A financial institution considering entering into these types of transactions should clearly understand the risks involved, either accept or reject them, and then be sure that it’s getting adequately compensated. These transactions are often presented as very low risk – which I would say is true except in the event of economic turmoil, at which point they potentially could take on very high risk.
Q: Despite being a rather small bank by international standards, we are receiving increasing interest from our clients in all fields of trade finance. We would like to know more about the sophisticated mechanisms used for banking guarantees in foreign trade, especially the concept of ‘guarantee on the basis of counter-guarantee’.
Ahearn: In many parts of the world, trade is moving from traditional commercial letters of credit to open account trade transactions, with a guarantee or standby letter of credit backing up the receivables. Banks without foreign branches themselves may want to approach one of their correspondents to issue a guarantee to the local supplier of goods to cover the accounts payable/accounts receivable.
As the market migrates to open account, however, some transactions are not really open account – they’re open account but with qualifications. For example, a supplier may say, “I’ll trade with you on an open account basis but I want your bank to give me a guarantee. I’m doing US$10,000 a month in trade with you, and the average terms are 30 days, but I want a guarantee for US$30,000 to cover what I’m shipping you today plus the last two shipments which may not have already matured.”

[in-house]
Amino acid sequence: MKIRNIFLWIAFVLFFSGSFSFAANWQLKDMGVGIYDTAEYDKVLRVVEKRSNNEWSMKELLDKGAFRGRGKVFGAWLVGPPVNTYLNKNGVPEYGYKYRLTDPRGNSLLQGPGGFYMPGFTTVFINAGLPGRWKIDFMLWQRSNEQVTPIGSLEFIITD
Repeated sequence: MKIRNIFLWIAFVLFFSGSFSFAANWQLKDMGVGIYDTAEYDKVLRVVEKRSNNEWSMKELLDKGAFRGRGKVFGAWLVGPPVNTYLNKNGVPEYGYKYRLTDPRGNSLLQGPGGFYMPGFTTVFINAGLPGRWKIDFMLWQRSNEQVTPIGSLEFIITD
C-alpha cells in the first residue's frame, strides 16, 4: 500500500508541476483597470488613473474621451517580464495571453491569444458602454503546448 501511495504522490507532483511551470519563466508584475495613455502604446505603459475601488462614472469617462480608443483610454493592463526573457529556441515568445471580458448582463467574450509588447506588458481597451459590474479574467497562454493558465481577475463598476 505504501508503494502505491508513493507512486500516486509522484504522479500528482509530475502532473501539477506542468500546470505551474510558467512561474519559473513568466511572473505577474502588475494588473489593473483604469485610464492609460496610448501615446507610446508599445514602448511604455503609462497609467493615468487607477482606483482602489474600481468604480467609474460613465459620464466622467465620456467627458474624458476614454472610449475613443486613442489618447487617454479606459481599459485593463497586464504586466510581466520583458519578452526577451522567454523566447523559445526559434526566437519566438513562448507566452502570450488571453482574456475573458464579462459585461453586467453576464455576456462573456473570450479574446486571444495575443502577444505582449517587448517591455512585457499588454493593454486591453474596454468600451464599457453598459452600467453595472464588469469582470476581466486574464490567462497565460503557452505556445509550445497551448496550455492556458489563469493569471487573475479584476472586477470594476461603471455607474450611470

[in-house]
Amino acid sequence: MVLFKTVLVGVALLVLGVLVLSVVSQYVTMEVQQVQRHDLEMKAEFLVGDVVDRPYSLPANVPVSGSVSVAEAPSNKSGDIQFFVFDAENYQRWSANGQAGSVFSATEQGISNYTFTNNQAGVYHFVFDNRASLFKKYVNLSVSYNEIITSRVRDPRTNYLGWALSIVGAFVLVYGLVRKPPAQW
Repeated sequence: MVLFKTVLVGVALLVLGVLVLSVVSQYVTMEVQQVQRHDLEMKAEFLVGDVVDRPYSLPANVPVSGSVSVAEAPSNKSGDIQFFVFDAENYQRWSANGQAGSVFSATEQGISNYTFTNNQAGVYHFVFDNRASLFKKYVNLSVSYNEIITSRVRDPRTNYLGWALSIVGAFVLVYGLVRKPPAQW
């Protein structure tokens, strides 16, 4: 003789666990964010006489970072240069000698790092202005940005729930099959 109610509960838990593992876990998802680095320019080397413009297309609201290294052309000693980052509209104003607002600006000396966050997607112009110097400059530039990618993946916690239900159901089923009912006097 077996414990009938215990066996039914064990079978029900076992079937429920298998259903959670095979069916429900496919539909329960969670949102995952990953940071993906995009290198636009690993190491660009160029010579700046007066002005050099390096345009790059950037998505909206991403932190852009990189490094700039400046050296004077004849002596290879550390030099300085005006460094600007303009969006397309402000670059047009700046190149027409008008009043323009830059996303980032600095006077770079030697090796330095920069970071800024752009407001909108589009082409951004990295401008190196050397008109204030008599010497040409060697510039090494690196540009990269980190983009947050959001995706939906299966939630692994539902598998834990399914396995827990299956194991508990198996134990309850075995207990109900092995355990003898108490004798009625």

Another complicating factor is that a supplier may want a guarantee issued by a local bank in its home country – which has led to the concept of a bank issuing a guarantee or standby against another bank’s counter guarantee. For example, if I’m a US company bidding on a government project in Egypt, the country may not be willing to take a US bank’s LC because it’s from a foreign bank. The government doesn’t want that exposure, but it will accept an LC from an Egyptian bank. So my US bank approaches the Egyptian bank to say, “Here’s my counter guarantee. Please issue your guarantee for me based on the strength of my guarantee.” So it’s really a bank-to-bank transaction.
Q: As a manufacturer/vendor, is it possible to employ different payment terms to customers in the various EU countries (i.e. N30 terms for Germany and N60 terms for Italy)? Or, do you have to maintain the same payment terms across the EU?
Ahearn: While the European Union may be establishing unification policies with regard to taxes and other matters, companies within the EU still operate independently. The procedures for establishing credit terms with a company there are the same as they are in the US. You could establish 15-day terms with one vendor and 180-day terms with another, both within the same country. Payment terms are based on what the market will bear and are a corporate decision, not a governmental or regulatory consideration.
Q: How should you implement a cost effective system (IT and processes) for a low volume, high margin trade finance business line in a small/mid-sized universal/retail bank?
Ahearn: The cost of technology for these types of systems has dramatically decreased in the last few years as technology has become more efficient. Another way of reducing costs is to consider companies that offer application service provider (ASP) models. A number of software vendors, as well as financial institutions, are willing to discuss ASP-type trade technology platforms.